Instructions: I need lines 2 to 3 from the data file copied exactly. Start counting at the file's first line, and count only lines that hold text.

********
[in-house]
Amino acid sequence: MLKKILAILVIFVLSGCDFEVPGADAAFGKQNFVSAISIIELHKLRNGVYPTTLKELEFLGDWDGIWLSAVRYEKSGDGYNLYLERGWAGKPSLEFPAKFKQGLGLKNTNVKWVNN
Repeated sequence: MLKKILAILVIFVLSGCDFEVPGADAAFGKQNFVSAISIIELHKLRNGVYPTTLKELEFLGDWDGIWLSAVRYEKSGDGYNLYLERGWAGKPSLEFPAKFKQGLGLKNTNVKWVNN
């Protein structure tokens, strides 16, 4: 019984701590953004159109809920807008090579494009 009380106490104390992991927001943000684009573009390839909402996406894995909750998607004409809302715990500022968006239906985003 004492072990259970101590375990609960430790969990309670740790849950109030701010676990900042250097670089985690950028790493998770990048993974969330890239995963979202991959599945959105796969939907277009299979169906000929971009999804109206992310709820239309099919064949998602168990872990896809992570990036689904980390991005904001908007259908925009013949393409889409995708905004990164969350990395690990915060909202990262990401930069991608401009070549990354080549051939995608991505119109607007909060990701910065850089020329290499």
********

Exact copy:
Amino acid sequence: MLKKILAILVIFVLSGCDFEVPGADAAFGKQNFVSAISIIELHKLRNGVYPTTLKELEFLGDWDGIWLSAVRYEKSGDGYNLYLERGWAGKPSLEFPAKFKQGLGLKNTNVKWVNN
Repeated sequence: MLKKILAILVIFVLSGCDFEVPGADAAFGKQNFVSAISIIELHKLRNGVYPTTLKELEFLGDWDGIWLSAVRYEKSGDGYNLYLERGWAGKPSLEFPAKFKQGLGLKNTNVKWVNN